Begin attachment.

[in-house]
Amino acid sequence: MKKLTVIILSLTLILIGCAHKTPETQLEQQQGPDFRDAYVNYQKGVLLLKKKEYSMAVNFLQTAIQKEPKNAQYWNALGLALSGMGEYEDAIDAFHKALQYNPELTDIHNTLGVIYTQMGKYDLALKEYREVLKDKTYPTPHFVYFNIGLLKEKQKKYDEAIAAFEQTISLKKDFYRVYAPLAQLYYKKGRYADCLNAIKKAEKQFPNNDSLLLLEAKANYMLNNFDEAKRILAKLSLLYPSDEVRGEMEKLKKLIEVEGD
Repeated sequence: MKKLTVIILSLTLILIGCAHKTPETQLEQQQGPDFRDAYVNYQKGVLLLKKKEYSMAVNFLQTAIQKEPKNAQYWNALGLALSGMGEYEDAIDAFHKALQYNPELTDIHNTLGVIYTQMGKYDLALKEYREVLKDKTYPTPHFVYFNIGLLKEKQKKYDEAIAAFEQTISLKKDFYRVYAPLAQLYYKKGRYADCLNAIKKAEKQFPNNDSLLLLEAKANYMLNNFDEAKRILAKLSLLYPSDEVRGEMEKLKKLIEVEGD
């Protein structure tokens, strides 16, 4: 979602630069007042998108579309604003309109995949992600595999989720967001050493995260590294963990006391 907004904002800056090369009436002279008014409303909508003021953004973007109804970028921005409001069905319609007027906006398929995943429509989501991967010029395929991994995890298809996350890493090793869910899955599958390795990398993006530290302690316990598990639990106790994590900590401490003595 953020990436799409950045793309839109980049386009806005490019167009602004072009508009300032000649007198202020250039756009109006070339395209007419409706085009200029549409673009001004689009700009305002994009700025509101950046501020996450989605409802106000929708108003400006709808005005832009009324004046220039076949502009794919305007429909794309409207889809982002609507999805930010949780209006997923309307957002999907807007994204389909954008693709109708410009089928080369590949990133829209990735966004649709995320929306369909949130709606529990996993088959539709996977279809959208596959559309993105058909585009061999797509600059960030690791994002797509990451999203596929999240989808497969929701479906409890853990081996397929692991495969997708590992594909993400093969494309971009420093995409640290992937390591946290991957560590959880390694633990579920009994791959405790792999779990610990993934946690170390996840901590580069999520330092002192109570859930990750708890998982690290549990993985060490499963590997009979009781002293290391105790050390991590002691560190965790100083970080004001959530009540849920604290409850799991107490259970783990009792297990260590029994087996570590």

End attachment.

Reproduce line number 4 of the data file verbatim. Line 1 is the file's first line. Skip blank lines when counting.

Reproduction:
């Protein structure tokens, strides 16, 4: 979602630069007042998108579309604003309109995949992600595999989720967001050493995260590294963990006391 907004904002800056090369009436002279008014409303909508003021953004973007109804970028921005409001069905319609007027906006398929995943429509989501991967010029395929991994995890298809996350890493090793869910899955599958390795990398993006530290302690316990598990639990106790994590900590401490003595 953020990436799409950045793309839109980049386009806005490019167009602004072009508009300032000649007198202020250039756009109006070339395209007419409706085009200029549409673009001004689009700009305002994009700025509101950046501020996450989605409802106000929708108003400006709808005005832009009324004046220039076949502009794919305007429909794309409207889809982002609507999805930010949780209006997923309307957002999907807007994204389909954008693709109708410009089928080369590949990133829209990735966004649709995320929306369909949130709606529990996993088959539709996977279809959208596959559309993105058909585009061999797509600059960030690791994002797509990451999203596929999240989808497969929701479906409890853990081996397929692991495969997708590992594909993400093969494309971009420093995409640290992937390591946290991957560590959880390694633990579920009994791959405790792999779990610990993934946690170390996840901590580069999520330092002192109570859930990750708890998982690290549990993985060490499963590997009979009781002293290391105790050390991590002691560190965790100083970080004001959530009540849920604290409850799991107490259970783990009792297990260590029994087996570590």